Conventional digital subtraction angiography (DSA) can identify the entire mesenteric systems, thus allowing the identification of rarer sites of hemorrhage, such as hemobilia and hemosuccus pancreaticus.1,14,15 DSA is able to detect bleeding from amounts of approximately 0.5 mL/min.9 Its sensitivity remains at about 60%, but its specificity approaches 100%.1 The major limitation of angiography is related to the intermittent nature of bleeding which can result in a negative result if the bleeding has temporarily stopped at the time of contrast injection.
The direct angiographic findings of bleeding are visualization of active contrast extravasation and contrast pooling in the venous phase. However, these findings cannot be confirmed in all cases of active bleeding. In one study about non-variceal upper GI bleeing, active contrast extravasation was only seen in 54% of the cases.16
Indirect angiographic findings are vessel cutoff/spasm, aneurysms/pseudoaneurysms, pseudovein sign, arteriovenous/arterioportal shunting, and neovascularity. The pseudovein sign refers to extravasated contrast media pooling within the gastric rugae or mucosal bowel folds, and thus mimicking a vein. The pseudovein sign can be distinguished from the true vein by persistence beyond the venous phase of contrast injection.
Endovascular hemostasis for GI bleeding requires an accurate and complete understanding of the vascular anatomy. The GI tract has a complex network of anastomotic arteries providing a rich blood supply.1 It decreases the incidence of severe complications, including severe ischemia or embolization of unwanted organs. However, due to this anastomotic blood supply, effective endovascular hemostasis may not be able to be performed. In particular, when bleeding occurs in an area with a dual blood supply, such as the splenic flexure of the colon (middle and left colic arteries), the duodenum (superior and inferior pancreaticoduodenal arteries), lesser curvature of the stomach (right and left gastric arteries), great curvature of the stomach (right and left gastroepiploic arteries), and the distal rectum (superior and inferior hemorrhoidal arteries), hemostasis is achieved by embolization of the proximal and distal limbs of the vascular arcade.5,17 Angiography to confirm the effective hemostasis should also be performed in both limbs of the vascular arcade.5,17 As a premedication, Glucagon and scopolamine butylbromide are useful for decreased bowel motility and motion artifact during the procedure.18
Provocative angiography using tolazoline (usually 15–30 mg) can improve the sensitivity for diagnosing GI bleeding.9,18 Also, longer injection durations or use of carbon dioxide for contrast medium can improve the detection of small bleeding.16 Endoscopic clips placed around the area of bleeding during pre-embolization endoscopy can help to accurately localize the bleeding vessels. It can therefore increase the success rate and reduce the time of endovascular hemostasis.19 If no extravasation is seen, despite the injection of contrast medium, the branches terminating at the clip are then superselected using microcatheter techniques and are embolized.20,21 Oblique views can provide a clearer view of colic vessels in flexures. In addition, right and left anterior oblique views open up hepatic and splenic flexures. The major complications after endovascular hemostasis are bowel ischemia and infarction, and with rates varying from 0.04% to 9%.22 Accurate and careful selection of the bleeding focus and gentle injection of embolic materials are important in order to reduce major complications after endovascular hemostasis.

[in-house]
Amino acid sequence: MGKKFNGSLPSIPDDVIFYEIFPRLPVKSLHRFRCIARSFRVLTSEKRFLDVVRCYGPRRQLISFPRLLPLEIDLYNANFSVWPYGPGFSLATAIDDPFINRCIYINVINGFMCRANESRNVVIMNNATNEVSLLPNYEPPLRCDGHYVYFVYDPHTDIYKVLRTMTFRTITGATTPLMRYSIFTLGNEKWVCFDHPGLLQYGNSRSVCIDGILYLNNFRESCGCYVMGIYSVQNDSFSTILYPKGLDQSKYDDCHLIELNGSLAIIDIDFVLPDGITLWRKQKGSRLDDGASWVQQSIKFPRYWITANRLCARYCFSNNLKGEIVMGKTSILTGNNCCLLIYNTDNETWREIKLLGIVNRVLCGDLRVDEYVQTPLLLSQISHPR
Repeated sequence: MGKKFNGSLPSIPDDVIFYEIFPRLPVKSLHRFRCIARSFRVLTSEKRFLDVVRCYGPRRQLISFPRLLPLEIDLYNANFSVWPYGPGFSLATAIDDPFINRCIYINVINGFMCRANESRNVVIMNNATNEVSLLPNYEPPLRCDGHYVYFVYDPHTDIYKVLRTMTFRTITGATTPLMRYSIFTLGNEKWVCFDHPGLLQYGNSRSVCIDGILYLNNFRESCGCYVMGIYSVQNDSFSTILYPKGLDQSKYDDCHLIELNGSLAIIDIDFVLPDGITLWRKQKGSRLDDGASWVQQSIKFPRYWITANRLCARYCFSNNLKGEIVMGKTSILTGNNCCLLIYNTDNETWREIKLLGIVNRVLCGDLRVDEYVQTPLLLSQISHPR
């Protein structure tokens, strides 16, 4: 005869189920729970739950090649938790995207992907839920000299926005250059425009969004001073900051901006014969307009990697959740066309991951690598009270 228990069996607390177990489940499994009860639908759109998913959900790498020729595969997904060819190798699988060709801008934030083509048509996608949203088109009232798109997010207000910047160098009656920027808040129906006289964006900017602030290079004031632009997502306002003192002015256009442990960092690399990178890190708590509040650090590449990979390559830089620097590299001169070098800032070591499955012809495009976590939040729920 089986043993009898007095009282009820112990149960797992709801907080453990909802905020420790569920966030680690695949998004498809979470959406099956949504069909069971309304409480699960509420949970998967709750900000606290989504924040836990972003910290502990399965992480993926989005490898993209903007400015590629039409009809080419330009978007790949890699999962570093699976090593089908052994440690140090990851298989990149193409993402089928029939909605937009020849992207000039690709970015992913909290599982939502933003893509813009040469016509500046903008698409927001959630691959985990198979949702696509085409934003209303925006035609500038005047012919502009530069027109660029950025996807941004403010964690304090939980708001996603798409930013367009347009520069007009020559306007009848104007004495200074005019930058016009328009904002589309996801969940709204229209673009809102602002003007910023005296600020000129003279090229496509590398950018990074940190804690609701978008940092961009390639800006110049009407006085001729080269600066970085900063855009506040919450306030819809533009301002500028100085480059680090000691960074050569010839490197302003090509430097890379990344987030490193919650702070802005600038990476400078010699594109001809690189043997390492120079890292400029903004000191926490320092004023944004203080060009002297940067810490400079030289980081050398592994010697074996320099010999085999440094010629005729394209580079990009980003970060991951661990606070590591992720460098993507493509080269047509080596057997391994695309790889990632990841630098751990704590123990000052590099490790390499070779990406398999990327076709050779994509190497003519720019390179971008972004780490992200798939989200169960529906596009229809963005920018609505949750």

The choice of the embolic agent depends on a combination of the vascular anatomy, angiographic findings, the achievable catheter position, and the operator’s preference. The most common embolic agents are metallic coils and gelatin sponge particles (GSPs).5 Metallic coils are permanent, embolic materials made with stainless steel or platinum. They cause mechanical occlusion, platelet activation, and clotting cascade.5 However, the use of coils as the only embolic agent is associated with a higher risk of early bleeding recurrence compared with adding polyvinyl alcohol or GSPs to coils.4,23 GSP is a temporary embolic material. It causes mechanical occlusion and structural support to the thrombus. Most vessels recanalize in a few weeks to a few months.
N-butyl cyanoacrylate (NBCA), also called glue, is a liquid permanent embolic material.5 It is difficult to control due to its nonradiopaque nature and rapid polymerization with blood. Therefore, lipiodol is used as a diluting agent to slow the polymerization reaction and provide radiopacity for the solution.24 NBCA should be used as a mixture with lipiodol under fluoroscopic guidance. Usually, the NBCA:lipiodol ratio ranges from 1:1 to 1:4. It is advantageous for massive bleeding that requires urgent hemostasis, especially in patients with coagulopathy.25 Before NBCA injection, flushing the catheter with 5% dextrose solution is important to prevent rapid polymerization within the catheter.